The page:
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What’s the Deal with Laminates?

Updated: Aug 28, 2020



This is a question I’ve had to answer ever since I started in this biz. So I figured I’d sit down and let you know about the state of laminates and their place in the ukulele marketplace. 11 years ago when I started out, saying the word laminate was like using a curse word. The use of the said word would send customers running for the hills. Fast forward to today and ukulele are constructed using all kinds of materials. Carbon fiber, fiberglass, plastics, and even recycled metal come to mind when I think of the current build materials in the market. Yeah, you heard me right... plastics (they actually sound pretty good and best of all you can play them in the rain)! But by far the most common building material is still good old fashioned wood. And with the majority being laminate!


The top, back, and sides of professional grade ukulele are still made of meticulously crafted cuts of solid wood, while beginner and intermediate models are built partly – sometimes entirely with pressed plywood. Pressed plywood is laminate. Laminate wood is essentially multiple layers of thinly processed wood that has been pressed and bonded together with an adhesive for strength and stability. Many laminated boards today are made using three layers of wood. These layers are pressed together like a sandwich, with the outer layers have the grain direction flowing in the same direction with the center layer running cross (or opposite) greatly increasing it’s strength.



Now a major difference between laminate and solid wood ukulele involves how the tonewood is sourced and processed. Where affordable ukulele tend to require less refined wood variations, today’s custom ukulele builders rely exclusively on the most resonant, heavy grained, and exclusive cuts of solid wood. This makes the production of laminate ukulele easier since the materials are more abundant and easy to acquire.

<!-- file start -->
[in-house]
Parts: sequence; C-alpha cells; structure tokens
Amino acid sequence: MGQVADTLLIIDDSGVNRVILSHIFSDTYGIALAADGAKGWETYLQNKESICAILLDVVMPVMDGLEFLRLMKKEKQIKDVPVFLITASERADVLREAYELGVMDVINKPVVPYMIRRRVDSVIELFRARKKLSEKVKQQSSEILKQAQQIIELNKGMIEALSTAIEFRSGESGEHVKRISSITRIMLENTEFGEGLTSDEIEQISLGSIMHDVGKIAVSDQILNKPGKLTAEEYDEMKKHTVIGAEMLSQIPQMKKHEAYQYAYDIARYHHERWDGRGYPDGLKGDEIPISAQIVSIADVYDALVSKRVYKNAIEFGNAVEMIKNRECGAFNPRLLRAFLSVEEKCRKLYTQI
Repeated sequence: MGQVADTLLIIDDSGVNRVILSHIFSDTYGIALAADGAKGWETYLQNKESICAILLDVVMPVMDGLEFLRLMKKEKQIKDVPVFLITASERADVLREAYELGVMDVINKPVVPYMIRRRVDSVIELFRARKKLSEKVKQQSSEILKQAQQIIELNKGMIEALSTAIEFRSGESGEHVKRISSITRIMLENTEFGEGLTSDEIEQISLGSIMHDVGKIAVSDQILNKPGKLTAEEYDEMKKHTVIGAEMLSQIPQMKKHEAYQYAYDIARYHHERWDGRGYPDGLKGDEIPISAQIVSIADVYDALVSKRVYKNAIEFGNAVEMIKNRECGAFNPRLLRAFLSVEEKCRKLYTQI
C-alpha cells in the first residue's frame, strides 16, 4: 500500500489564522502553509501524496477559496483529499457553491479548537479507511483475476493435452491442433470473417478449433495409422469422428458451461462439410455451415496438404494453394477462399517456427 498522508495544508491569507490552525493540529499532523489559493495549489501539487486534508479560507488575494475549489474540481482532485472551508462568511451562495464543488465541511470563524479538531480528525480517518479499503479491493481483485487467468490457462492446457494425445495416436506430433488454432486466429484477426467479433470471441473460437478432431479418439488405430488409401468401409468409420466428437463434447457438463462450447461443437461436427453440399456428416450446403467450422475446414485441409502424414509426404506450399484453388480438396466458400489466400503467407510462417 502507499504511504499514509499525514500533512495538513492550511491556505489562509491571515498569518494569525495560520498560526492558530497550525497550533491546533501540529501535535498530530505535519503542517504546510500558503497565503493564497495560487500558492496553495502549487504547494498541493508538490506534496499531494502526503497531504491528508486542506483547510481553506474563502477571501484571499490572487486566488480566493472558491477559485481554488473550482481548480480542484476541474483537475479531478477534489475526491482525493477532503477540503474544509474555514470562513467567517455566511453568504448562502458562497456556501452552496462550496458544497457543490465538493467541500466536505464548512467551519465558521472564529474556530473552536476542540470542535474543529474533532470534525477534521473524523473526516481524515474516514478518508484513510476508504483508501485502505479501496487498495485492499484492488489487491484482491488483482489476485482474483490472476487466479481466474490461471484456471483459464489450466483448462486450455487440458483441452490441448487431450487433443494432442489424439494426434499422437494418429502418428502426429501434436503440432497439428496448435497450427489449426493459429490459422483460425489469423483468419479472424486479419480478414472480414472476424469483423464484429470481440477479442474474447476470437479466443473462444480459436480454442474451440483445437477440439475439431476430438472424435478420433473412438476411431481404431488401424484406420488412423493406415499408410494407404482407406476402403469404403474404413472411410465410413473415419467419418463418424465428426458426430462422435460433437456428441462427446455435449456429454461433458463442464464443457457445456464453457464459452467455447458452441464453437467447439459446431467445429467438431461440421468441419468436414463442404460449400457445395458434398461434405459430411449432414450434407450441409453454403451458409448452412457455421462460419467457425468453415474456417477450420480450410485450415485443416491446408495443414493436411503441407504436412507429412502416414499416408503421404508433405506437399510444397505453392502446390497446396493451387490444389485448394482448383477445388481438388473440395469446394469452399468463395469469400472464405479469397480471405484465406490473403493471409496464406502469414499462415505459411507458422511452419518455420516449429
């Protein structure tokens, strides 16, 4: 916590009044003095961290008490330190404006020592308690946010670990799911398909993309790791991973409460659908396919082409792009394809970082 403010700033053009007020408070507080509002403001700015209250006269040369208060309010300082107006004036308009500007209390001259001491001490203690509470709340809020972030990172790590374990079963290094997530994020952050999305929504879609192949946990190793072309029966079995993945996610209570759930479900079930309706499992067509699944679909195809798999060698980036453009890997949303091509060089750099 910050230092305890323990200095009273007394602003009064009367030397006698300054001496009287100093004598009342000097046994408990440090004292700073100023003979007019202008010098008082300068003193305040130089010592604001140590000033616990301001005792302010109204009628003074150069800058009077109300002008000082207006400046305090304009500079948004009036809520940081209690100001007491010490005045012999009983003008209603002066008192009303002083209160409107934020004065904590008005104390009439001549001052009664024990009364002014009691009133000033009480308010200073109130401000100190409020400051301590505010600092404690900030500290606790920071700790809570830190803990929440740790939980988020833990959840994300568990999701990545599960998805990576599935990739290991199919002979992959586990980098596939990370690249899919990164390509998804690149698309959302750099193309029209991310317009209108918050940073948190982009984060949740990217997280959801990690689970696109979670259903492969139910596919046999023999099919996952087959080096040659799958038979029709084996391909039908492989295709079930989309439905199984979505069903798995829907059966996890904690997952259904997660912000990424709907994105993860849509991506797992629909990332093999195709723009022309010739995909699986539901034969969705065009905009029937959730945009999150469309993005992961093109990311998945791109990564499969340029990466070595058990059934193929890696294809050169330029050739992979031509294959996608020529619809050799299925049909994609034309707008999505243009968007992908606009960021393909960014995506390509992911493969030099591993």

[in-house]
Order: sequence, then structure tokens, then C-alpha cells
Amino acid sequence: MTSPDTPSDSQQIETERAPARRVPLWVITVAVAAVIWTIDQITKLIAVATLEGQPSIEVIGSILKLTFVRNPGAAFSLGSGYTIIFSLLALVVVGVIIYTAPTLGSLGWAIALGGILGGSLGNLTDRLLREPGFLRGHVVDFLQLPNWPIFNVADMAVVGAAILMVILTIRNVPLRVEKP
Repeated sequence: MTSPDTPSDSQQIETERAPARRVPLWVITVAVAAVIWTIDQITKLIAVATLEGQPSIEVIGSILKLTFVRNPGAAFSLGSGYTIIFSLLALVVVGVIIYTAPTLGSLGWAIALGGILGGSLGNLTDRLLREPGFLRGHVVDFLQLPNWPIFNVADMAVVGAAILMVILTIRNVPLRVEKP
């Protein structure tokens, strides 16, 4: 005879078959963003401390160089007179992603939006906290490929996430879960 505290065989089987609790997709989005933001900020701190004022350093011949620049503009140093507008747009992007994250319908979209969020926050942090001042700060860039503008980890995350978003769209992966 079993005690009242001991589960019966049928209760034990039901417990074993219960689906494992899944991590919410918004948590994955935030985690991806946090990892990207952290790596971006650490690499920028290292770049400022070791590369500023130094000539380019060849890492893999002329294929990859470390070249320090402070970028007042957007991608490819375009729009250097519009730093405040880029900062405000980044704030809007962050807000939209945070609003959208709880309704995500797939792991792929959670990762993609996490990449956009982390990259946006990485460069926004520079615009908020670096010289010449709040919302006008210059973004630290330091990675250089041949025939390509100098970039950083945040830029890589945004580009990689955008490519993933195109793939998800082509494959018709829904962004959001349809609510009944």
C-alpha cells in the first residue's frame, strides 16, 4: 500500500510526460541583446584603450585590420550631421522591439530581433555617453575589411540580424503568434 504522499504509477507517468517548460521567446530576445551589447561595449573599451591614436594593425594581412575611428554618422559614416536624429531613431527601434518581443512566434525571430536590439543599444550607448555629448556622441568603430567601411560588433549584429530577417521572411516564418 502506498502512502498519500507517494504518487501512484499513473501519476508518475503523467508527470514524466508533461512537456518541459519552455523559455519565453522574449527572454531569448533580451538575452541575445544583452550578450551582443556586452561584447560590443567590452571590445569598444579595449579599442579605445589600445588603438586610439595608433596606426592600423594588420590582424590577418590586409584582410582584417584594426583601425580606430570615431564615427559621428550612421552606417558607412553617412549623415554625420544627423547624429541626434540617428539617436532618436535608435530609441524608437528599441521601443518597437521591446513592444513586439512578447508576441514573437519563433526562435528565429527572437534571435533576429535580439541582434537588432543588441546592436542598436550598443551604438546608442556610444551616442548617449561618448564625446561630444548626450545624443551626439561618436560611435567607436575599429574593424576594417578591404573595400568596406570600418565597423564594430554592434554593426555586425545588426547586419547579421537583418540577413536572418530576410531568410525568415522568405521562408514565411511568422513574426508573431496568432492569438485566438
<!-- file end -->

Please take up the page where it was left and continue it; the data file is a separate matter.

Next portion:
Sourcing these high-end materials requires not only planning and connections but the ability to judge and assess the quality and potential resonance of raw, stockpiled wood. It is a skill that can quite literally take a lifetime to master. Common knowledge would suggest that beginner players would choose a laminate ukulele while professionals would still opt for a high-end, entirely solid wood instrument. But as you’ll see, there are more factors at play when looking at laminate ukulele. And many benefits of owning one over a solid wood ukulele may surprise you.

Here’s a quick tease... there’s no wonder why many players are opting to play laminate ukulele. And why many solid bodied ukulele manufactures are designing laminate models that outsell their solid bodied ones 10 fold!


Laminates Can Look Good Too!



There is no doubt that aesthetics factor significantly into our everyday purchases, and ukulele are no exception. To be honest it‘s the main factor even over sound! I‘ve seen novice players, (and I say that lightly), pay out thousands of dollars for a high end ukulele and they don’t know how to play. They want to own these special woods because they look incredible. If the choice was between a Maple bodied ukulele, or a heavy curled Hawaiian Koa ukulele? Well, no contest.


Custom builders will often utilize more exotic wood species such as Ziricote, Cocobolo, Redwood, ‘Moon’ Spruce, and Hawaiian Koa. But the limited supply of these materials means that these options, though visually striking, are simply not available to most because they in themselves are rare. Laminate ukulele on the other hand can produce more ukulele out of the same amount of wood making them far more accessible! And since laminate ukulele today are using high end wood with striking grain and appearance, more players who want to own beautiful exotic wood ukulele now can.


This also extends to extras. In the past, low quality laminates were made to be simple. Simple shape, no bindings, no rosette, and matte finishes. Today, laminate ukulele are made with everything you can find on custom ukulele. From slotted head stocks, arm bevels, and cutaways. To fancy purflings and decorated rosettes.



Durability Factor